For starter, I'm not a student in philosophy, but mathematics. I only have a general knowledge in logic and set theory, all in the context of mathematics. My question comes from a doubt I got while discussing arguments for the existence of God.
The discussion based around the argument that God exists because everything needs a creator, then someone asked the obvious question:
If everything has a creator, who created God?
To which someone responded that that is as nonsensical as asking
If every painting has a painter, who painted the painter?
My response was that the "every" in the second question only quantifies over painting and since a painter is not a painting, the question "who painted the painter" is meaningless, as the premise "every painter has a painter" is false. On the other hand, the "every" in "everything" means, at least to me and Wikipedia, "all things" or "all that exists". In particular, if we presume God exists, it falls within the range of the quantifier and so to ask "who created God" is reasonable.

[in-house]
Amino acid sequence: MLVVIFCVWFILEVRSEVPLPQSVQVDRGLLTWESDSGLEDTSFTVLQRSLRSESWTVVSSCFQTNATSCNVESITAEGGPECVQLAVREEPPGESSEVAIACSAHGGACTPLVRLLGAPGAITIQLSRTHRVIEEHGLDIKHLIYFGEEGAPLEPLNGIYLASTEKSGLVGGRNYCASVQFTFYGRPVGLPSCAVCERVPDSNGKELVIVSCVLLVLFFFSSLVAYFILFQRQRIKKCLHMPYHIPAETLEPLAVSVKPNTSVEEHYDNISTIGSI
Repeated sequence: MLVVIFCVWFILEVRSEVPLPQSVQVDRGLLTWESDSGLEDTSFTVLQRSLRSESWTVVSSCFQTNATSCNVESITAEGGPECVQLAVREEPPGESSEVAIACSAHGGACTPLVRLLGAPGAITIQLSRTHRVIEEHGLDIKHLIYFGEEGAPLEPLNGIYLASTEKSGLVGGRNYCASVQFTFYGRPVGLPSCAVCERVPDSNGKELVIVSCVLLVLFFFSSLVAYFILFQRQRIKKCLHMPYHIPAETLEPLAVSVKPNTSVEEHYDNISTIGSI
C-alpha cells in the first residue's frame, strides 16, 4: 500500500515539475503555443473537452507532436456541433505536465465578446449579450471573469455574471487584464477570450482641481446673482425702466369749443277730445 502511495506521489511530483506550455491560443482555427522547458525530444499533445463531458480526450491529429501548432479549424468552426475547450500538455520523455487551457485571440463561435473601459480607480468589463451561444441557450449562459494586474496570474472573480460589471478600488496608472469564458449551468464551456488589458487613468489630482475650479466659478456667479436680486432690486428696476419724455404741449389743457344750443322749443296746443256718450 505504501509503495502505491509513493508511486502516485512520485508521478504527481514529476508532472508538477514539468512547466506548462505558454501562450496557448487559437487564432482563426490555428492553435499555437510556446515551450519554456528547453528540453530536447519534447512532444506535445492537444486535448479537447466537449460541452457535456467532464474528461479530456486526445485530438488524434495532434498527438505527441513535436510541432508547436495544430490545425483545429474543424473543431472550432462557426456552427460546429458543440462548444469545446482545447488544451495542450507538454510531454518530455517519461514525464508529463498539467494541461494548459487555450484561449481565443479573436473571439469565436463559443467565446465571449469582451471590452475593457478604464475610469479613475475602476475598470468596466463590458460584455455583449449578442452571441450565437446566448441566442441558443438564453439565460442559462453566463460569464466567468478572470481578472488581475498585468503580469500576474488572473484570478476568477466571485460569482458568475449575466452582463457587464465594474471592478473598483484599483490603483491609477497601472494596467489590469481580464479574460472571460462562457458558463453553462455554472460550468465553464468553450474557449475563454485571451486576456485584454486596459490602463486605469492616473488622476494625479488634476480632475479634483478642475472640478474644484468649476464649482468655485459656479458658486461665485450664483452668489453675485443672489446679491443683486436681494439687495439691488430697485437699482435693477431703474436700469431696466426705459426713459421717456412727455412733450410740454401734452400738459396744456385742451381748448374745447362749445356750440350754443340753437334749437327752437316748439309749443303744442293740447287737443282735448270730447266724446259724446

The person then replies by stating:
God is not a thing, he's a being and exempt from the statement "Everything has a creator"
which made me wonder about the meaning of "everything". According to the definition I used, to say that God falls outside the range of "everything" means that it doesn't exist.
As expressed here, if I understand correctly, to define "everything" as "all that exists" is naive, since it transfers the discussion to what "existence" means. I would then say that:
If we start with the premise "God exists", we mean that whatever definition of "existence" we're using, we assume God falls within the class of all existing things according to such definition. In particular, it still falls within the range of the quantifier "everything" and the question "who created God?" is justified
At this point, I don't care about the discussion anymore, but I'd like to know if the last argument is valid or too naive. Sorry if the question is overly basic, as I said, I never studied philosophy, so there's always a chance I'm missing something that undermines my argument.